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Open-File Report 2005-1413

Flightline Processing

Flightline Data in the United States

The flightline data in the United States (US) were taken from Duval (2001), Duval and Riggle (1999), and Duval (2000) and were compiled into five separate databases that cover the eastern US, east central US, west central US, western US, and Alaska. These surveys are organized by the 1:250,000 scale quadrangles of the US. In the databases, the data are identified by line numbers and flight numbers. Flight numbers were assigned to the surveys in an arbitrary sequence and the number assigned to a particular survey can be determined by accessing the index maps of the surveys.

The flightline data were previously processed by Duval (2001) and Duval and Riggle (1999) to produce internally consistent data and they describe the procedures that they used. After compilation into the databases, grids of the data were calculated using a grid interval of 2 km and a minimum-curvature algorithm similar to that described by Briggs (1974). A subjective visual examination of the data was made to determine whether any of the surveys required further corrections. For a limited number of surveys, corrections were applied either to the entire survey or to individual flightlines within a survey. In all cases the corrections applied were to multiply the data by a constant and the magnitude of the corrections applied were generally less than 20 percent. Decisions to apply corrections were based upon obvious discontinuities along survey boundaries or along individual flightlines. Click here to view an example of flightlines requiring individual corrections. Final grids for each of the databases were inserted into grids of the United States and Canada. Overlap between adjacent grids ensured the elimination of possible discontinuities between grids.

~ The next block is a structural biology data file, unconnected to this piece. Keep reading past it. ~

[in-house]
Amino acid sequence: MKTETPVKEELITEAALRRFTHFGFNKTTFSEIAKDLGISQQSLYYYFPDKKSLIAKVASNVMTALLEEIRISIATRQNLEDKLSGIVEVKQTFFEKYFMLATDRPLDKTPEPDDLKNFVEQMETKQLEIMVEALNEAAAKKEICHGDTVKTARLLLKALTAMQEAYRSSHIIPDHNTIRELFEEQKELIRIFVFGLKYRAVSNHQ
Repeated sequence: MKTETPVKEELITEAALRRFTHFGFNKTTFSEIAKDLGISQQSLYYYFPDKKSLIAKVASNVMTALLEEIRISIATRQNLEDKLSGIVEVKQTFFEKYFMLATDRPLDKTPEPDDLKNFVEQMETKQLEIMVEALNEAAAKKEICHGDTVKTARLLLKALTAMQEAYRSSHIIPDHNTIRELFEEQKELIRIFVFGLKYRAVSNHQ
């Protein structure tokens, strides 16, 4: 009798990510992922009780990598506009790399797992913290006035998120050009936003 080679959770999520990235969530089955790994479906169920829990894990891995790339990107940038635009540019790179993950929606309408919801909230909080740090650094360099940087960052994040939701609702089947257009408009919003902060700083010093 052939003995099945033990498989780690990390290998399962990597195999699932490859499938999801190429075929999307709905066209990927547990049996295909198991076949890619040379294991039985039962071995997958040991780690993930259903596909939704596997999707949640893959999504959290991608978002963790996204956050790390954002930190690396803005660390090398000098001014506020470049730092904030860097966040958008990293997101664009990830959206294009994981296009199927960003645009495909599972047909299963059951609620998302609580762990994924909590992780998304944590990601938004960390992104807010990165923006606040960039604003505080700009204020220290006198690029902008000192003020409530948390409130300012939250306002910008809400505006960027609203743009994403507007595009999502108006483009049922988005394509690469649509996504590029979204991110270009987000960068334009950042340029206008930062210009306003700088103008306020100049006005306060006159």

Flightline Data in Canada

The flightline data in Canada were taken from data sets compiled and published at scales of 1:250,000 and 1:1,000,000. These data were processed by the Radiation Geophysics Section of the Geological Survey of Canada and grids of the data were calculated using a grid interval of 2 km and a minimum-curvature algorithm. Click here to view a list of the references for the various data sets.

Calculation of Terrestrial Absorbed Dose

The absorbed dose from gamma-rays emitted as a result of the radioactive decay of potassium, uranium, and thorium, and their daughter products in rocks and soils was calculated using the equation


D = 13.2 K + 5.48 eU + 2.72 eTh

where K is the concentration of potassium in units of percent K, eU is the concentration of uranium in ppm, eTh is the concentration of thorium in ppm, and D is the absorbed dose in nanoGrays per hour (nGy/hr). This equation is based upon the equation published by Grasty and others (1984). The grid of gamma-ray absorbed dose was calculated using the grids of potassium, uranium, and thorium concentrations. Click here to view a map of the absorbed dose.

Calculation of Cosmic-ray Absorbed Dose as a Function of Elevation

The cosmic-ray absorbed dose was calculated as a function of digital elevation data using equations published by Boltneva, Nazarov, and Fridman (1974). The absorbed dose calculated here does not include ionization caused by neutrons. The general equation can be written as


Image showing equation of cosmic dose as a function of elevation and latitude.

where D is the absorbed dose in units of mrad/yr, f is the latitude (degrees), H is the elevation (km), b is a constant, and a and c are functions of the latitude.  The grid of elevations was used to calculate the cosmic-ray absorbed dose and the values were converted to units of nanoGrays per hour (nGy/hr). Click here to view a map of the cosmic-ray absorbed dose.

Equations used for b, a, and c are given below.


Image showing value of constant b.


Image for function a for latitudes less than 25 degrees.


Image showing function a for latitudes from 25 to 42 degrees.


Image showing function a for latitudes greater than 42 degrees.


Image showing function c for latitudes less than 10 degrees.


Image showing function c for latitudes from 10 to 50 degrees.


Image showing function c for latitudes greater than 50 degrees.


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